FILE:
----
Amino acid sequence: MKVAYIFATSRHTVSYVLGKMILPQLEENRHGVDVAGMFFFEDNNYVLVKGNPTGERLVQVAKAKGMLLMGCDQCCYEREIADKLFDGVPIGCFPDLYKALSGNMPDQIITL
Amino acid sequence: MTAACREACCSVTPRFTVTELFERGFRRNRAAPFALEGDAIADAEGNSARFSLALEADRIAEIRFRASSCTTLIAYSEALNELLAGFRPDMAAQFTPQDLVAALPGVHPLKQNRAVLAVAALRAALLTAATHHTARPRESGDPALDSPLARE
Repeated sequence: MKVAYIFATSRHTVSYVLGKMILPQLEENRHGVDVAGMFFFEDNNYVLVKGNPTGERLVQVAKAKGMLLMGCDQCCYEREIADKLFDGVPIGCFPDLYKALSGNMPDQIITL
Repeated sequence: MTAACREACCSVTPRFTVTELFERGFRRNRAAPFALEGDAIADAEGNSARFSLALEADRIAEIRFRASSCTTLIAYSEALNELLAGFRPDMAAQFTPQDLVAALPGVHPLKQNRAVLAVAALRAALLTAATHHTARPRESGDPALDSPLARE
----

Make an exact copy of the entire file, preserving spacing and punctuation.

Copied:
Amino acid sequence: MKVAYIFATSRHTVSYVLGKMILPQLEENRHGVDVAGMFFFEDNNYVLVKGNPTGERLVQVAKAKGMLLMGCDQCCYEREIADKLFDGVPIGCFPDLYKALSGNMPDQIITL
Amino acid sequence: MTAACREACCSVTPRFTVTELFERGFRRNRAAPFALEGDAIADAEGNSARFSLALEADRIAEIRFRASSCTTLIAYSEALNELLAGFRPDMAAQFTPQDLVAALPGVHPLKQNRAVLAVAALRAALLTAATHHTARPRESGDPALDSPLARE
Repeated sequence: MKVAYIFATSRHTVSYVLGKMILPQLEENRHGVDVAGMFFFEDNNYVLVKGNPTGERLVQVAKAKGMLLMGCDQCCYEREIADKLFDGVPIGCFPDLYKALSGNMPDQIITL
Repeated sequence: MTAACREACCSVTPRFTVTELFERGFRRNRAAPFALEGDAIADAEGNSARFSLALEADRIAEIRFRASSCTTLIAYSEALNELLAGFRPDMAAQFTPQDLVAALPGVHPLKQNRAVLAVAALRAALLTAATHHTARPRESGDPALDSPLARE